Online Book Club Discussion Summary: Everybody's Normal Part 3 - Achieving Personal Growth & Strong Relationships

Posted at 08:15am on 29th December 2010

You've probably realised, from Parts One and Two of this Online Book Club discussion, just how taken I was with John Ortberg's book, Everybody's Normal Till You Get To Know Them. Having expounded the truth that there is no such thing as *normality*, and then shown his readers the ways in which personal growth may be achieved through authenticity, acceptance, empathy and conflict the author moves on to the idea that community is worth fighting for. With UK politicians talking of our broken society, and studies showing that 44% of British children are now born out of wedlock, this would seem to be a word for our time.


Writing about the art of reading people, Ortberg states that "people who don't take themselves too seriously give a great gift to those around them." One of the members of my real-time Book Club has the gift of fun and laughter, but undervalues the joyous affect she has on others. Yet Ortberg cites an article on relationship psychology which concludes that we are thirty times more likely to laugh in company, than we are alone!

We, in the Book Club, proved the point when it came to the next issue raised in the book. "Are you a dog person, or a cat person?" asks Ortberg, displaying a flair for creative writing. "A dog says: You love me, feed me, shelter me, care for me you must be God. A cat says: You love me, feed me, shelter me, care for me I must be God."


The greatest crimes against God, says John Ortberg, are those against love: slander, gossip, carrying a grudge. Yet they fail to shock us. In the remainder of this chapter, the author takes us through the seven steps of conflict resolution outlined in Matthew's Gospel. Denouncing denial, which he says encourages resentment, he urges us to approach the person with whom we are in conflict.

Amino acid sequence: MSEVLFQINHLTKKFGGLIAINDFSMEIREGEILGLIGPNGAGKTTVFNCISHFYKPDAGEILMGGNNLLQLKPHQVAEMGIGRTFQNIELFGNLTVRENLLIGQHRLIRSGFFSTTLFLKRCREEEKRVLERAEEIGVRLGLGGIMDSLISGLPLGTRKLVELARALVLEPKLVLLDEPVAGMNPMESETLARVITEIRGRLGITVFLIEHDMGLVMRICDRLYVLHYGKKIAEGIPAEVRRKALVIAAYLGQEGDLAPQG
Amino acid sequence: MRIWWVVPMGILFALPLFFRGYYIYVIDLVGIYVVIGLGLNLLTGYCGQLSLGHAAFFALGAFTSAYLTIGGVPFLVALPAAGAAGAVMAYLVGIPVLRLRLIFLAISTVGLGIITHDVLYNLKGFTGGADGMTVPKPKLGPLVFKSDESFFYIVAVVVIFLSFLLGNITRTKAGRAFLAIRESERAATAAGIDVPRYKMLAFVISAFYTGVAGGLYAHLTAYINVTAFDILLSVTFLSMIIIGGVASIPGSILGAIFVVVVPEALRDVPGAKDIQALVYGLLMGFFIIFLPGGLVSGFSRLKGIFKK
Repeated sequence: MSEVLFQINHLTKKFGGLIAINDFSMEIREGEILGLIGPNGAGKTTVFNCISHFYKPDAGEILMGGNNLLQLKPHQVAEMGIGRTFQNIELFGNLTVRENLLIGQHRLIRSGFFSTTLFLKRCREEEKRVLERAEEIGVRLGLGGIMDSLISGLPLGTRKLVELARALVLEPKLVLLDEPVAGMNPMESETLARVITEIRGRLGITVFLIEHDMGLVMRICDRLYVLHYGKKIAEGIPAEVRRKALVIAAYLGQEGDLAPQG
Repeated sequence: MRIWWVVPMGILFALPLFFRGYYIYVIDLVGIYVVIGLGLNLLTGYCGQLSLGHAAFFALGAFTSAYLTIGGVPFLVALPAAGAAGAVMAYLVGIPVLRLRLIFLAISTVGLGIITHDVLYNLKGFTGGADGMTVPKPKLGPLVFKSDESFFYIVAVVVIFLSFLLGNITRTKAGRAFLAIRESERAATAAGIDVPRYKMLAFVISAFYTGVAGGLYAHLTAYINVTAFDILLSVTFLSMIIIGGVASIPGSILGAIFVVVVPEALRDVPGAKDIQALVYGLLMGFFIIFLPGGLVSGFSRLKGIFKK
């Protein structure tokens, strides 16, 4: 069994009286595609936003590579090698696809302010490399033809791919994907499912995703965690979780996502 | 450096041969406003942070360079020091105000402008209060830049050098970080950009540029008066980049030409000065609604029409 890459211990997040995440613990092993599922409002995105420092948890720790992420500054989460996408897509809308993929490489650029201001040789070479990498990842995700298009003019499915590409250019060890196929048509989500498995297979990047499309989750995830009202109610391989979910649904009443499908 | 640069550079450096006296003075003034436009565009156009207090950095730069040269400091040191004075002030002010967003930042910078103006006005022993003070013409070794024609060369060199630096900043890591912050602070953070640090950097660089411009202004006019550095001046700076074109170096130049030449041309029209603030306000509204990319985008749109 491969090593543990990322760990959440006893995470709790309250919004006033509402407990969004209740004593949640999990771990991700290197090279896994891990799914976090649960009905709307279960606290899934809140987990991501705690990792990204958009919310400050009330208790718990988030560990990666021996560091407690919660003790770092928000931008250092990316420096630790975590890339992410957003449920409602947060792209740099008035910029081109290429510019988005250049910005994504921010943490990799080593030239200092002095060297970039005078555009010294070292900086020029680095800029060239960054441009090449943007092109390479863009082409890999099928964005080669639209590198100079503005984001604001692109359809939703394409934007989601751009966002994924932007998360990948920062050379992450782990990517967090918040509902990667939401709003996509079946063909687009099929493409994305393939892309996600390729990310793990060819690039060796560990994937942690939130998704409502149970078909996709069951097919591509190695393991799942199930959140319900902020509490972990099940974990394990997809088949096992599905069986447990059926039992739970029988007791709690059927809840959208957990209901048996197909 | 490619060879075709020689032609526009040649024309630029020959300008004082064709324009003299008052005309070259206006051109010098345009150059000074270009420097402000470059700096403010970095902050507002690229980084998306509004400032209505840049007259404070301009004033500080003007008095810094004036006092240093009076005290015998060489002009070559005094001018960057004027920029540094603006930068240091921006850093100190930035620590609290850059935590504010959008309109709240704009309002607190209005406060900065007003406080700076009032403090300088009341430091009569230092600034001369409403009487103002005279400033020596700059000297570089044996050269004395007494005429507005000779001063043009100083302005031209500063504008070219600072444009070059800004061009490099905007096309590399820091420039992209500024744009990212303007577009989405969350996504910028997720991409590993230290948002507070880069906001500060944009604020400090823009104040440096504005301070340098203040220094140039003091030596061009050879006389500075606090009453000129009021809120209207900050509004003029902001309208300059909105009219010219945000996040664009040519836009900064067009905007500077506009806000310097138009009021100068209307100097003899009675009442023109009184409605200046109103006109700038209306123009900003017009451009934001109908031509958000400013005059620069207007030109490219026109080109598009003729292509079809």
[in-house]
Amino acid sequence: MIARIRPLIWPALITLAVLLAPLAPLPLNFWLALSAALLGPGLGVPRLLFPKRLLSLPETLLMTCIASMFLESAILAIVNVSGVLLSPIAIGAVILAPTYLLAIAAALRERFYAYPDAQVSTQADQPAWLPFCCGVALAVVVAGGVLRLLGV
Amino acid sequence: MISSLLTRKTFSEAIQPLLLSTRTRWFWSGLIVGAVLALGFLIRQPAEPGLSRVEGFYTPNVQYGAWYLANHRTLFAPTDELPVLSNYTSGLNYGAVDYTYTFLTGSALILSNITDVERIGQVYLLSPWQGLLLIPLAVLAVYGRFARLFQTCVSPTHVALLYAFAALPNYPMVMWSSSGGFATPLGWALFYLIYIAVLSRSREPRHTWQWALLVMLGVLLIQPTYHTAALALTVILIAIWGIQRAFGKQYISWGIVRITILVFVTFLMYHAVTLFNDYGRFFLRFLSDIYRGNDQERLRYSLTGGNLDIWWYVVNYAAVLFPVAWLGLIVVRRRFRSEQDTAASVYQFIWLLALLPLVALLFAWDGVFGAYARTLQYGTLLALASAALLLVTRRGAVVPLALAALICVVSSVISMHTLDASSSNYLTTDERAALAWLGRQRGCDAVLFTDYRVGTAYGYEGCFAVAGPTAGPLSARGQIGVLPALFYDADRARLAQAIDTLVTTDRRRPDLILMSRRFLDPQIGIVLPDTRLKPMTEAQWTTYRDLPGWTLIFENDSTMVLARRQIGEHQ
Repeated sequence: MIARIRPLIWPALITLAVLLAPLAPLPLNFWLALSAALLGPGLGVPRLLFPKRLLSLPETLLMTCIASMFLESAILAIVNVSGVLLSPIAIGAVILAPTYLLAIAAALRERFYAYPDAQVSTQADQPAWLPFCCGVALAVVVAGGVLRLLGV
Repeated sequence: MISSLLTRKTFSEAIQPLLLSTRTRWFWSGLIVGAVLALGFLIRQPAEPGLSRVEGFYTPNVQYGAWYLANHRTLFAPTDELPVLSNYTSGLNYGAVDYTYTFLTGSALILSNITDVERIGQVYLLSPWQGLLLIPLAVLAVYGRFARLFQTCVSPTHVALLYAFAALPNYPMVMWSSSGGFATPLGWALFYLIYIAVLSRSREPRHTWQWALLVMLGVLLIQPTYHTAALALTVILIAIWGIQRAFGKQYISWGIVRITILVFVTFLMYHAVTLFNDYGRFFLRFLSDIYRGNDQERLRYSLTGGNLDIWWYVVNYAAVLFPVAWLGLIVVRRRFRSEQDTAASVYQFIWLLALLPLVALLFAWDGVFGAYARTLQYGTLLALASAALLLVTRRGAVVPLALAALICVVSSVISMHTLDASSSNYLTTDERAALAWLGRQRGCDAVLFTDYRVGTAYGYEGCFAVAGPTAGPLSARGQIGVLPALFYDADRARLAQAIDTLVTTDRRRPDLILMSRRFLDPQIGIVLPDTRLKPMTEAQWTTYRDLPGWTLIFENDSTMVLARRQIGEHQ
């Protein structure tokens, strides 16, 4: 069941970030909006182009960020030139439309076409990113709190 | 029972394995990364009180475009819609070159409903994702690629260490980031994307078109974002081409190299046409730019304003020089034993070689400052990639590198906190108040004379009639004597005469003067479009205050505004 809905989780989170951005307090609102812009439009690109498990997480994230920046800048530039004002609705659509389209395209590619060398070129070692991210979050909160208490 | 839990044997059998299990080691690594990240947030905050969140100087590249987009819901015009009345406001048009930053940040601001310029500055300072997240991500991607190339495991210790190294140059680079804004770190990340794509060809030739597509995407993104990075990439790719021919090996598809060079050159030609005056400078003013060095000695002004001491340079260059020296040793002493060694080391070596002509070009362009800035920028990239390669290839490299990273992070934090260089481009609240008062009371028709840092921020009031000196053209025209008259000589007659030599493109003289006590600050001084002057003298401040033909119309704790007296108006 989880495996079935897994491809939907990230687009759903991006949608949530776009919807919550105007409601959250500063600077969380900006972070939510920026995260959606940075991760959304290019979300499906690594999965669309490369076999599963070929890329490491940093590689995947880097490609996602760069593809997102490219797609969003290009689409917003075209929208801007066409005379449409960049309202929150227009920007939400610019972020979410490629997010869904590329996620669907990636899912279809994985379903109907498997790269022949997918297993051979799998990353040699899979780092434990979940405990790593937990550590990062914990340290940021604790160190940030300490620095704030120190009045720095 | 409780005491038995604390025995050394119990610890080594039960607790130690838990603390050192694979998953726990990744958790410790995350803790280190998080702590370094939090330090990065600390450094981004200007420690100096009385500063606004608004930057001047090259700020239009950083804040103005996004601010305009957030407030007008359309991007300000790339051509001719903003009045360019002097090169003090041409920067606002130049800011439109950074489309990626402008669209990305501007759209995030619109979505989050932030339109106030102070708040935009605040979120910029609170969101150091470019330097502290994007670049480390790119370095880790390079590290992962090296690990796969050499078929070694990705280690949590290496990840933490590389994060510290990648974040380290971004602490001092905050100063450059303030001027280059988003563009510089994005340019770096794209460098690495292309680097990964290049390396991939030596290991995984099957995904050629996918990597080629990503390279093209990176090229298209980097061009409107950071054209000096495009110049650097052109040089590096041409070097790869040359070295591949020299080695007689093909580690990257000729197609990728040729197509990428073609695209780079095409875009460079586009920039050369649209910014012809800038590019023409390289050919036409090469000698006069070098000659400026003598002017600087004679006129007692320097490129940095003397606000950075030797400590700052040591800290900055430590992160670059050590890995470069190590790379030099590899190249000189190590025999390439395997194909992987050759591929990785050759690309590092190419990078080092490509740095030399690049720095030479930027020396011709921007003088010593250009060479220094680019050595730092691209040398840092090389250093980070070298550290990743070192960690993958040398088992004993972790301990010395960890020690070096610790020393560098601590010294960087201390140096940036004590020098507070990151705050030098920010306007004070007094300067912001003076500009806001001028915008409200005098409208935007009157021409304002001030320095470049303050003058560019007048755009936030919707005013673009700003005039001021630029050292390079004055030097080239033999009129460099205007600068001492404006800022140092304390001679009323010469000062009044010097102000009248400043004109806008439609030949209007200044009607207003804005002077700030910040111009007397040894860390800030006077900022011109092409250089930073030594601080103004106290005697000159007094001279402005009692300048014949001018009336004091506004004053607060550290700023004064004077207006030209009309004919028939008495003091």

This aroused a lively debate among Book Club members. There were those of us - myself included - who have ongoing conflict in our families. We agreed that all attempts on our part - to initiate discussion with the individuals in question - had led not to reconciliation but to a deepening conflict. Show him his fault, Jesus says, and John Ortberg points out how often we withhold the "last ten per-cent" of what we mean to say, and thus fail to communicate adequately.

There are no guarantees that discussion will lead to conflict resolution, however, and it's hard, in such situations, not to feed the anger that already exists. This person has wronged me, and now refuses to discuss the matter with a view to reconciliation, we think.

Key to conflict resolution, says the author, is to ask yourself: Why am I angry? And What do I want?


In the final section, the reader is shown the "spiritual surgery" that is necessary to achieve strong personal relationships. This is the amazing grace of God: the You owe; I pay philosophy that lies beneath salvation. Prompted by the book, members of the Book Club spoke of the nature of forgiveness, in their experience. It is not the same as excusing, or forgetting, or being reconciled. It does not seek vengeance, but neither does it by-pass justice. Nor does it require that the person being forgiven is either deserving or repentant.

As one member said, it is the act of one person - with or without the co-operation of the other - and it benefits, first and foremost, the person offering the forgiveness. It sets the one who has been wronged free from further hurt. It is liberating!

You might think that this is all there is to be said about conflict resolution, but in the final chapters, John Ortberg cites the need for confrontation and accountability; for inclusion; and for gratitude. But by this time, my real-time Book Club members were all talked out. John Ortberg's book, Everybody's Normal Till You Get To Know Them was, we all agreed, a page-turning read. It was, however, one that would require further discussion to do it justice.

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PERSONAL GROWTH & RELATIONSHIPS (inc. Personality Test & Drama Triangle)

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